What’s happened to the weather?
Image credit: Science Photo Library
The weather has taken a coronavirus hit. The planes that provide the data are stuck on the ground. What is the forecast for forecasting?
While we were growing used to skies blissfully free of noisy aeroplanes during lockdown, it was a mixed blessing for meteorologists. Every day they were accustomed to receiving millions of weather observations from commercial flights – information on wind speed or air temperature some 10km above the Earth at a given point. As UK aviation braced for troubled times, fewer flights meant less information to feed into the supercomputers that calculate weather with ever greater precision.
As we all know, British weather is “noisy and unpredictable”, says former Met Office and BBC meteorologist John Hammond, co-founder of weathertrending.com. “We have huge variation one year to the next.”
Accurate weather reports can keep the country running, particularly in times of uncertainty where changing conditions are more apparent – and sometimes they can even mean the difference between life and death.
April’s weather was settled, sunny and predictable – which meant the lack of data from planes wasn’t as critical as in disturbed patterns. But quiet skies have left a little hole in meteorologists’ data and shed light on the delicate science of weather forecasting. To meet this shortfall, they’ve been launching more weather balloons than usual – but this is an expensive stopgap.
Getting it right is critical, particularly amid a seemingly increasing amount of extreme weather, says Andrew Charlton-Perez, professor of meteorology at the University of Reading. Predicting heatwaves, which kill old and vulnerable people, or droughts, which lead to bush fires, or severe rainfall, can save lives. “Last summer vulnerable people in France (which recorded a record 45.9°C in June) were provided with air conditioning or taken where it was cooler, and this is arguably as important as tackling issues such as Covid-19. We’re trying to find the sweet spot to take action where necessary. Information amid uncertainty helps you take those decisions.”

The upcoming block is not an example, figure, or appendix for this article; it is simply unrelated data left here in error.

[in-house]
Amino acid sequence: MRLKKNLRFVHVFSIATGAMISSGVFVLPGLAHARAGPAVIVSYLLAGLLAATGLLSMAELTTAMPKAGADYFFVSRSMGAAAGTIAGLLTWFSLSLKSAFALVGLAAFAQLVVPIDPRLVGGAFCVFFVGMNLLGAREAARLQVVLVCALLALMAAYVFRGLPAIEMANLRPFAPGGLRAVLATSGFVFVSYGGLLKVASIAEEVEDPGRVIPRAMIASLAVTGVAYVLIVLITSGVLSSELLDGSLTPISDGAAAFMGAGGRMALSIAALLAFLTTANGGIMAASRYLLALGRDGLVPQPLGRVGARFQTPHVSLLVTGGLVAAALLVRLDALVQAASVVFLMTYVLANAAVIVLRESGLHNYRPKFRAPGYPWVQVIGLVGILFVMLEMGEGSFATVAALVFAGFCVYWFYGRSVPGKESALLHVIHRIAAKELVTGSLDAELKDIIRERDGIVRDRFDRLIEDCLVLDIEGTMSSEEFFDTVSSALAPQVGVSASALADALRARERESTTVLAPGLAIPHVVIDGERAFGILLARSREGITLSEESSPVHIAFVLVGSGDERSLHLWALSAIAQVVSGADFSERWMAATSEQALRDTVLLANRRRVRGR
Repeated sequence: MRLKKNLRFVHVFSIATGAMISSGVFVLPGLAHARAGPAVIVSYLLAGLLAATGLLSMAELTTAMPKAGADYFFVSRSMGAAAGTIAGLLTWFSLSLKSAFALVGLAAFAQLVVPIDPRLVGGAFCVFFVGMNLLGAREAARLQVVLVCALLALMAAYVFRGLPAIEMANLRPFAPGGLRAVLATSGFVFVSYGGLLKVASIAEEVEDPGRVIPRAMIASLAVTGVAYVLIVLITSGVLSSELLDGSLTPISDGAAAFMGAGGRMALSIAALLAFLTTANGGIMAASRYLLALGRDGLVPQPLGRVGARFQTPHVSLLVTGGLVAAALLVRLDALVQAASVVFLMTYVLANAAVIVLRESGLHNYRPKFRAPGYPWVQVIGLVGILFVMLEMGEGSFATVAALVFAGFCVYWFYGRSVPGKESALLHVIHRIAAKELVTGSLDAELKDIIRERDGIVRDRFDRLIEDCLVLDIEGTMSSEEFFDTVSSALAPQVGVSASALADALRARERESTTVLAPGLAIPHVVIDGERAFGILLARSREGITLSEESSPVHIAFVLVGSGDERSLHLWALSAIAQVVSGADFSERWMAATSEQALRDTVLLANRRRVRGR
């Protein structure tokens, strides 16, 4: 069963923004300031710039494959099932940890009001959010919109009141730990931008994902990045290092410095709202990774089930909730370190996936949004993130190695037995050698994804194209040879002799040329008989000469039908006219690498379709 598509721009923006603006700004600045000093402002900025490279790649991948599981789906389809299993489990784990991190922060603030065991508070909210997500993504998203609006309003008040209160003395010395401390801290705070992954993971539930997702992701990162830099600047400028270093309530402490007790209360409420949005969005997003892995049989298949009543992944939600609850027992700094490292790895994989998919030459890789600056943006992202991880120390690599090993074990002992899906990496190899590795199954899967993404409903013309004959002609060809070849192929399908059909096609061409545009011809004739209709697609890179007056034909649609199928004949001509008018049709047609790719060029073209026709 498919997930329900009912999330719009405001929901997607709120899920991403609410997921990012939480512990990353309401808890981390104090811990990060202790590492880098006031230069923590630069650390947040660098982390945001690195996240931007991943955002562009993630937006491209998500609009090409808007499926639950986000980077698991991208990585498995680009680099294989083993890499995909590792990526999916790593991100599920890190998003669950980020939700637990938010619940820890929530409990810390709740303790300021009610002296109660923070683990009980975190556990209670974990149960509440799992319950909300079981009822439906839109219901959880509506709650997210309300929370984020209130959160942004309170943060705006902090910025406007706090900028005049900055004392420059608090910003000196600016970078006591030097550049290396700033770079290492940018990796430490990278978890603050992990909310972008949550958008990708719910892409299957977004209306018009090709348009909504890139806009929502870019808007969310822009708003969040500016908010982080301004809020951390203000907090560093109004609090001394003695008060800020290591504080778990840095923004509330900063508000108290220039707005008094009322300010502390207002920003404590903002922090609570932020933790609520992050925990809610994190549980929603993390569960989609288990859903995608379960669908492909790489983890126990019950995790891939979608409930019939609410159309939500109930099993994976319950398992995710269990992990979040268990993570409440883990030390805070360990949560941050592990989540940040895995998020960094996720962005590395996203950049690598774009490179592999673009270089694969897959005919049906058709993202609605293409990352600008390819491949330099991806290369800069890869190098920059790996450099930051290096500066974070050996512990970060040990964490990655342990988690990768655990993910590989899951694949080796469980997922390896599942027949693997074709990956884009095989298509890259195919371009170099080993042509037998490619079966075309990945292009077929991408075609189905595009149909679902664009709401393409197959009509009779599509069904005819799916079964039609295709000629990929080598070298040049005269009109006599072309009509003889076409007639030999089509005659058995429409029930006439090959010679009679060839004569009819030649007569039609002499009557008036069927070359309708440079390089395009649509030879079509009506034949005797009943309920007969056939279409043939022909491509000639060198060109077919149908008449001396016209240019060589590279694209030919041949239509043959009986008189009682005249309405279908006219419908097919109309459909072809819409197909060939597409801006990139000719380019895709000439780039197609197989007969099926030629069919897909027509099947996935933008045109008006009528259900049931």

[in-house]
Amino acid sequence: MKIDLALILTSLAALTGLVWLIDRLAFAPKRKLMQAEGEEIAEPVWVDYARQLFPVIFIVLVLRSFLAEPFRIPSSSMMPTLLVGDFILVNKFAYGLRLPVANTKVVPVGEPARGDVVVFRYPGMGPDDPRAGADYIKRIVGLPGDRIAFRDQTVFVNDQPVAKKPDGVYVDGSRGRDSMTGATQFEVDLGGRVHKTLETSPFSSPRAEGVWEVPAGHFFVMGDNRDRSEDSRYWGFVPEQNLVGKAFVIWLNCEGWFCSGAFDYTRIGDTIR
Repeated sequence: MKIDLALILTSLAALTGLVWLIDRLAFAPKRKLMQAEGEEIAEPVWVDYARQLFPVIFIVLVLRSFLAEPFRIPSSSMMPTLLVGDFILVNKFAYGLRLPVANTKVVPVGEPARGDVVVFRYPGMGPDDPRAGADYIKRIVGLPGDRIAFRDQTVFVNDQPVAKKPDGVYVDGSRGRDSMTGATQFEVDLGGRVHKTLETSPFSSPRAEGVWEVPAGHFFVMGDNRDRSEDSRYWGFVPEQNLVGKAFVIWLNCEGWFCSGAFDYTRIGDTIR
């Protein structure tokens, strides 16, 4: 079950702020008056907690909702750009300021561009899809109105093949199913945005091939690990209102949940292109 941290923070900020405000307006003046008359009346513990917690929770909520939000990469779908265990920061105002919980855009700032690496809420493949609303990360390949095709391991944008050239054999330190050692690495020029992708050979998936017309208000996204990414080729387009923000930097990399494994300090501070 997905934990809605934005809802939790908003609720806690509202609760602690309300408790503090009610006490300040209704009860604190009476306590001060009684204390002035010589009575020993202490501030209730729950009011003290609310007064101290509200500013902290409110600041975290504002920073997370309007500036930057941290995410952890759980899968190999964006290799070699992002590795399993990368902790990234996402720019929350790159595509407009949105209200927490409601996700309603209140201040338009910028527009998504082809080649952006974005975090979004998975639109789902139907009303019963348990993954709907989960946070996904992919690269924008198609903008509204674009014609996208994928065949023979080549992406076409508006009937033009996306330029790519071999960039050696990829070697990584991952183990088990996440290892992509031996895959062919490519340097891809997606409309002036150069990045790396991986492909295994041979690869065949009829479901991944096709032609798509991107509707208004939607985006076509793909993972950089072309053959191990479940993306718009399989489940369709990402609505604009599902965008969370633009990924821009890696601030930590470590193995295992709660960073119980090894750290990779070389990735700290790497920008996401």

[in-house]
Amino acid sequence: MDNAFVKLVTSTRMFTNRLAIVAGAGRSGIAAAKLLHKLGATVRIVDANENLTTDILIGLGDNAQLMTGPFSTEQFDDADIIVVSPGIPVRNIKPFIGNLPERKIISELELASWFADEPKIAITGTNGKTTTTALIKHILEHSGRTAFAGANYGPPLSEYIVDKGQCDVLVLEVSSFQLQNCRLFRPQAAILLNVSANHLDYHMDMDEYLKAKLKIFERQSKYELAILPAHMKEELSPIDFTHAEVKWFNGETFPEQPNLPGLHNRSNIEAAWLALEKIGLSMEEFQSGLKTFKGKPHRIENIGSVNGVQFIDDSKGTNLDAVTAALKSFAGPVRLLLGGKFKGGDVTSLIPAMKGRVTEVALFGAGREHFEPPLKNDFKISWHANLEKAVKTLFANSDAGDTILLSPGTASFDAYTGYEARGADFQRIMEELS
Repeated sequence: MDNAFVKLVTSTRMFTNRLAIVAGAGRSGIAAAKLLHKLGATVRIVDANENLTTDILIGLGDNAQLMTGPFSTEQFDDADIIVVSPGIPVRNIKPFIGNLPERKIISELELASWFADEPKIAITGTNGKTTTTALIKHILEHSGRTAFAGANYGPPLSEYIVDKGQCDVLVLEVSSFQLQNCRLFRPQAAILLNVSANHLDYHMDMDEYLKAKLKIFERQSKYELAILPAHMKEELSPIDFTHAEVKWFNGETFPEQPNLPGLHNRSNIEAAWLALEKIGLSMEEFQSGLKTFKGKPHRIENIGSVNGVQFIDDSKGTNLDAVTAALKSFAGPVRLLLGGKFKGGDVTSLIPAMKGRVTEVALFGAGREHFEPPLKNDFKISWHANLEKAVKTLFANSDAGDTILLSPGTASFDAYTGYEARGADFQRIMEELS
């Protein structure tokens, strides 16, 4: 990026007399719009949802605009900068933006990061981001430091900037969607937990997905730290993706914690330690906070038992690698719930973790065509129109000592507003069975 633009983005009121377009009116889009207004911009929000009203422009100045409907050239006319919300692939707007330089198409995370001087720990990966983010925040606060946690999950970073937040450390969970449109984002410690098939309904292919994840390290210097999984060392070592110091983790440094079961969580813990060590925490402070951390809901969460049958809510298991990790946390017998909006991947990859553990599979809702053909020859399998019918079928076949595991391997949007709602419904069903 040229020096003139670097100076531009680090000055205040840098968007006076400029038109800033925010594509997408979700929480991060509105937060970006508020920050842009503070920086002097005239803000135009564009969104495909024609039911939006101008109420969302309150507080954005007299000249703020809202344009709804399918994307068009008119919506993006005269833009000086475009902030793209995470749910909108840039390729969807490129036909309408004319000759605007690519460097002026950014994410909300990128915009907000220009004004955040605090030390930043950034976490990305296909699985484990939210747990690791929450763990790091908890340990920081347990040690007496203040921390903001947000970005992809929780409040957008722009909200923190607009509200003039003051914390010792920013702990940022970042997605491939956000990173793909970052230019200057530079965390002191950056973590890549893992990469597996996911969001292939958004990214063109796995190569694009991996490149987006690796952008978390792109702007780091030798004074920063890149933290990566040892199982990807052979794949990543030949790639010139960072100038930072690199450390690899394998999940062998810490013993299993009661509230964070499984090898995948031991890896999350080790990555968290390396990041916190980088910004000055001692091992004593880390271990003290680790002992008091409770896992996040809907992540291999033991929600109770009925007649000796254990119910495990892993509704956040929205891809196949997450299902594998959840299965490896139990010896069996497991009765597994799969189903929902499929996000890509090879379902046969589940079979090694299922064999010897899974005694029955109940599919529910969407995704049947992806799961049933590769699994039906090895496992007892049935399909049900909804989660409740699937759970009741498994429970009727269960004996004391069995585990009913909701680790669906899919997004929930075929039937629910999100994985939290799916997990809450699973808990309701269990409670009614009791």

Hour-by-hour forecasting matters too. Will a disturbed jet stream prompt a bank holiday event to be a washout? Does the roof need to go on at Wimbledon (sadly irrelevant this year)? Should councils grit the roads? Will a supermarket sell out of barbeque meat on a sunny weekend? Will impending snow prompt a run on long-life goods in local shops? Will there be leaves on the tracks?
Unreliable forecasts have long been a standing joke – BBC weatherman Michael Fish was never allowed to forget his famous dismissal of reports of an impending hurricane before the 1987 storm ripped through the south of England, killed 18 people and caused an estimated £2bn of damage.
And in August 1979, the Fastnet Race – from Cowes to Fastnet Rock south of Ireland and back to Plymouth – went ahead before an unusually vicious storm wrought havoc on the famous yachting event with the death of 19 people. Meteorologists had underestimated the force of the winds and mountainous seas.
Short-term forecasts are now more accurate than ever, say meteorologists. “As a ballpark guide,” says Jim Trice, head of observations projects at the Met Office, “we’ve been able to predict an extra day ahead per decade with the same accuracy – but there’s always scope to improve.”